Our guide to Mac operating systems
Hotcourses Editor

Our guide to Mac operating systems

First published date November 14 2013 Amended date November 14 2013

Over the last 30 years, the products of Apple have become iconic parts of the modern world. From desktop and laptop computers through to music players and smartphones, Apple’s product family has become celebrated as an avant-garde antidote to the functionality of rival products. Apple’s proprietary operating system has been at the heart of everything this company does, making a Mac operating system course beneficial and instructive in equal measure.


Going all GUI

From the outset, Apple developed a visual control system for their computers, rather than the text-based DOS system of rival PCs. This was the first time a computer had been controlled using a desktop interface with pictorial representations of each object or program, rather than blank screens and a flashing cursor inscrutably demanding lines of coded instructions. The intuitive appeal of Apple’s windows and icons (controlled by a mouse, in another industry breakthrough) was so great that today, every computer and mobile device on sale is controlled using a variation on this graphical user interface theme, or GUI.


Down with the System

To begin with, the Mac operating system was simply titled System, before becoming Mac OS in 1996. The modern incarnation is OS X, praised for its stability and elegant GUI, not to mention a variety of user-friendly features and integrated abilities. Because it’s made by the same company who produce the surrounding hardware, OS X is relatively free from glitches, and it’s also far less prone to computer viruses than rival PCs.

With five per cent of UK computers estimated to be Apple products (and a proportionally greater market share among domestic consumers), it may be worthwhile taking an Apple Mac course alongside a Mac OS course, to learn more about Apple’s range of desktop, laptop and server-based computers. Meanwhile, Mac OS courses will provide students with various levels of education about the intricacies and nuances of OS X, from basic operations and navigation through to some of its more complex integrated abilities.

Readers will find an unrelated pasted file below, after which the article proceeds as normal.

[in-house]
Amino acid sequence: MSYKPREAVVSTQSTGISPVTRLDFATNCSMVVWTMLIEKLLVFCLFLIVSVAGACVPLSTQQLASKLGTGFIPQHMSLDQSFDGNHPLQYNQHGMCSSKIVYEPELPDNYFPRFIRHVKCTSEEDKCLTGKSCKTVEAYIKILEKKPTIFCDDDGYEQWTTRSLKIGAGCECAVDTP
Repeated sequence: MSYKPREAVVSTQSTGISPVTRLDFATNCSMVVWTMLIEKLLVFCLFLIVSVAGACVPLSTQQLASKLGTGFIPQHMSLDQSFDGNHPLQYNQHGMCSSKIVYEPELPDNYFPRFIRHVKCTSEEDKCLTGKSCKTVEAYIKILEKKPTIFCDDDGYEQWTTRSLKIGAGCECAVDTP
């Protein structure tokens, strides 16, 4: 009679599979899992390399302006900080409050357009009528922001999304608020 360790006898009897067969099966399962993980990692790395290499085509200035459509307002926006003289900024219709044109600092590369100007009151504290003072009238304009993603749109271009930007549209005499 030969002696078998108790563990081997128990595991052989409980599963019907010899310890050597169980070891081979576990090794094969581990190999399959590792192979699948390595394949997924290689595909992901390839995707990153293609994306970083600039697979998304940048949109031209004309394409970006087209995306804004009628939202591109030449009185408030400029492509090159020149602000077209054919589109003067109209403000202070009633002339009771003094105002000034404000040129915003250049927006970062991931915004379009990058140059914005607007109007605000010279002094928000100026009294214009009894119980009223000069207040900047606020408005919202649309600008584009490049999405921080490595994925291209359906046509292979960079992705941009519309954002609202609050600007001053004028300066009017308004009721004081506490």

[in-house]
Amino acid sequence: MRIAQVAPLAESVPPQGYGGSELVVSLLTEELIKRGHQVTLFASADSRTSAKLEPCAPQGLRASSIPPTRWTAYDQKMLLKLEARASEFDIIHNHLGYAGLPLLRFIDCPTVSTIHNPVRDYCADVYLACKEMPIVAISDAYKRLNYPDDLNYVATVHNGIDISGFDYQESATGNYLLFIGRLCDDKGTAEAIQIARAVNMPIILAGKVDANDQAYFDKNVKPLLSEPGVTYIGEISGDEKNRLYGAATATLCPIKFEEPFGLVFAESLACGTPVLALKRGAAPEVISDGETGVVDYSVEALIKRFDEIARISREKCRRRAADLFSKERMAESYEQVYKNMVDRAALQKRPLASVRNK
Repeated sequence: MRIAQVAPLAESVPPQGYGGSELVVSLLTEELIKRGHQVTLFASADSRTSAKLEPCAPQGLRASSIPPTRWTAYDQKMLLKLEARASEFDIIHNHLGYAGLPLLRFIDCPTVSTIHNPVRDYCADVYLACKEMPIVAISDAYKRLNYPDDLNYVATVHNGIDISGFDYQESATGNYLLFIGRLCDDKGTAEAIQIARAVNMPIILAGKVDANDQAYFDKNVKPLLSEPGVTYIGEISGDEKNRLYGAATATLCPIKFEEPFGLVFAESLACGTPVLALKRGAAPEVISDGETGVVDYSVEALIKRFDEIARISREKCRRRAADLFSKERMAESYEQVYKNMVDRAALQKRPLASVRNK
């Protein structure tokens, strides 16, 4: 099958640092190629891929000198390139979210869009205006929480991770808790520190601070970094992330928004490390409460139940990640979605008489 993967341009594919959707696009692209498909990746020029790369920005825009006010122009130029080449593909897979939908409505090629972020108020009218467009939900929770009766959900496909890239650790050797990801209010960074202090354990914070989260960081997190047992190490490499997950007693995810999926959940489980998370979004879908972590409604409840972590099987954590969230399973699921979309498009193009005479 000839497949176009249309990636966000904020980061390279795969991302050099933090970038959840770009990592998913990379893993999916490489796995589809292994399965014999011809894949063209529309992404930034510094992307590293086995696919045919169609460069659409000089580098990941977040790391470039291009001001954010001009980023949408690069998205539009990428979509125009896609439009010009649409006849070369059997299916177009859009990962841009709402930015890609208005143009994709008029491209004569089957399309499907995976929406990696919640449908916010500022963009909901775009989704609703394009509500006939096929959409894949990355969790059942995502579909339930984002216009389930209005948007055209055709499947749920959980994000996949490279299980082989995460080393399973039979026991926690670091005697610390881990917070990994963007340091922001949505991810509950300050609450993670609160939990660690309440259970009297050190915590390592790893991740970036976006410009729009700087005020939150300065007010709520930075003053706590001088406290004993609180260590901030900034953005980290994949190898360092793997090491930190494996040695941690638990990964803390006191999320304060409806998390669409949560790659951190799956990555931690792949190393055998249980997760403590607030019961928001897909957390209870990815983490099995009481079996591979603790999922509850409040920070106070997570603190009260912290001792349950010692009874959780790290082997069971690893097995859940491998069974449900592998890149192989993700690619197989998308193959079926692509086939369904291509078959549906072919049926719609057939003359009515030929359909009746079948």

Keep it in the family

One of the ways in which Apple has sought to establish itself is by ensuring its various hardware devices synchronise and communicate effectively. Transferring music onto an iPod or sharing files with an iPad is simplicity itself when the connected device is also an Apple computer, whereas mixing Apple products with those of other manufacturers can be frustratingly difficult. This cross-platform support has been achieved because each peripheral device is designed to integrate seamlessly with Mac OS X.

As a result, a Mac operating system course will teach skills that pertain not just to computers, but to many of the world’s most popular peripherals and portable devices. The iOS software used on iPhones, iPod Touches and iPads is directly descended from OS X, with many shared similarities. Furthermore, because Apple evolves its operating systems (rather than embarking on the sort of wholesale revolution that saw Windows XP become Windows 7), a Mac operating system course will imbue students with skills and knowledge that should remain useful for many years to come.


Return of the Mac

Another way in which Apple has blazed a trail for its rivals has been in the endless revisions to OS X. While Windows has developed in fits and starts, through limited and often unsuccessful transitions, Apple has steadily refined and enhanced OS X. These updates have frequently targeted specific issues or new software conflicts, whereas Microsoft has been more likely to simply blame software developers for erratic or unreliable program behaviour, or release a service pack update with relatively little user support. Many people struggled to make the jump from DOS to Windows 95, while Millennium Edition and Vista were particularly unsuccessful attempts to revitalise the Windows brand. Even the success of Windows 7 and 8 has to be partly attributed to the obvious similarities with OS X, with its easy-to-use visual interface. A Mac operating system course will guide users through this GUI as part of its syllabus.


Six of the best OS X features 

1.      One-click software access. Unlike PCs, where programs are hidden away in menus off the Windows button, OS X places single-click icons all over the desktop screen.

2.      Use the computer without a mouse. There are numerous keyboard shortcuts enabling easy and fluid system operation without a functioning mouse – again unlike rival PCs.

3.      Access software through the Cloud. It’s now possible to access the latest versions of any apps installed onto a Mac on other Apple devices, like iPads or iPods.

4.      Remotely control other computers. Later versions of OS X allow one Mac to take control over another, so you can help to troubleshoot a friend’s Mac over the web.

5.      Catch burglars. Many Macs have integrated cameras, for Skype and webcam chats, which are also able to take photos if any unauthorised user tampers with the device.

6.      Make stop-motion footage. Play back video footage on a camcorder or phone, and tell the computer to take still shots at specified intervals, for effortless stop-motion action.


By Neil Cumins

Similar Subjects